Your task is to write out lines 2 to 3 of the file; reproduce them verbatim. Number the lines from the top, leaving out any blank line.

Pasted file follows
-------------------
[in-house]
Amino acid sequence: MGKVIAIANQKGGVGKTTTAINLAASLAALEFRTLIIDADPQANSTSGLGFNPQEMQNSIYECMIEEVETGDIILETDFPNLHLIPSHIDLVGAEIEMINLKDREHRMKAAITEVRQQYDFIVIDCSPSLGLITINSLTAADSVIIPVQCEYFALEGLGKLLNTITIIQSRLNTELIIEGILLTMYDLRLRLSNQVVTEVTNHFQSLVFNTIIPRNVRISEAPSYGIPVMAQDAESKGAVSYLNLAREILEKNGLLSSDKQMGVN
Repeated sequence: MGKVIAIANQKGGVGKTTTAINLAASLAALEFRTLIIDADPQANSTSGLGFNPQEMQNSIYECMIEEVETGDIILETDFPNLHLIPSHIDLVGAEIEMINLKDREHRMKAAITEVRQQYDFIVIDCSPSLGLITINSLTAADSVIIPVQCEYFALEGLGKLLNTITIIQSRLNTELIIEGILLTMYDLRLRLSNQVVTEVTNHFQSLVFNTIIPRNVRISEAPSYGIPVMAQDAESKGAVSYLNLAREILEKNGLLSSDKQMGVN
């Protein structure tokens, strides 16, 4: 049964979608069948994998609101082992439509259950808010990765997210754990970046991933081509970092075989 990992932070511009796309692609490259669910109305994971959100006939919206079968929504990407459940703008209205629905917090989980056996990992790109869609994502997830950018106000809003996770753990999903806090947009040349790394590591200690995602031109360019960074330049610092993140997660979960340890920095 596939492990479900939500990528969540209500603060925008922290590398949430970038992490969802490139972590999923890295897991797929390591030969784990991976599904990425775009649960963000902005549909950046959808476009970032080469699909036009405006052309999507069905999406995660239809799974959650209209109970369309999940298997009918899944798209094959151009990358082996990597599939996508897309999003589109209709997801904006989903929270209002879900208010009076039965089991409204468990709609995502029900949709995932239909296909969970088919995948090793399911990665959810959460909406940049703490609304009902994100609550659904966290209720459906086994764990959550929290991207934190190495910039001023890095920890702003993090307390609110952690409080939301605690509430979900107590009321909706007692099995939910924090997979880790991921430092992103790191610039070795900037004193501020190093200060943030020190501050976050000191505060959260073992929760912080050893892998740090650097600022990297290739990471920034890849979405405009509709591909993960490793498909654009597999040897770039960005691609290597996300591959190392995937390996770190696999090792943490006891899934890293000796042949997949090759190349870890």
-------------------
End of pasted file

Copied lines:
Amino acid sequence: MGKVIAIANQKGGVGKTTTAINLAASLAALEFRTLIIDADPQANSTSGLGFNPQEMQNSIYECMIEEVETGDIILETDFPNLHLIPSHIDLVGAEIEMINLKDREHRMKAAITEVRQQYDFIVIDCSPSLGLITINSLTAADSVIIPVQCEYFALEGLGKLLNTITIIQSRLNTELIIEGILLTMYDLRLRLSNQVVTEVTNHFQSLVFNTIIPRNVRISEAPSYGIPVMAQDAESKGAVSYLNLAREILEKNGLLSSDKQMGVN
Repeated sequence: MGKVIAIANQKGGVGKTTTAINLAASLAALEFRTLIIDADPQANSTSGLGFNPQEMQNSIYECMIEEVETGDIILETDFPNLHLIPSHIDLVGAEIEMINLKDREHRMKAAITEVRQQYDFIVIDCSPSLGLITINSLTAADSVIIPVQCEYFALEGLGKLLNTITIIQSRLNTELIIEGILLTMYDLRLRLSNQVVTEVTNHFQSLVFNTIIPRNVRISEAPSYGIPVMAQDAESKGAVSYLNLAREILEKNGLLSSDKQMGVN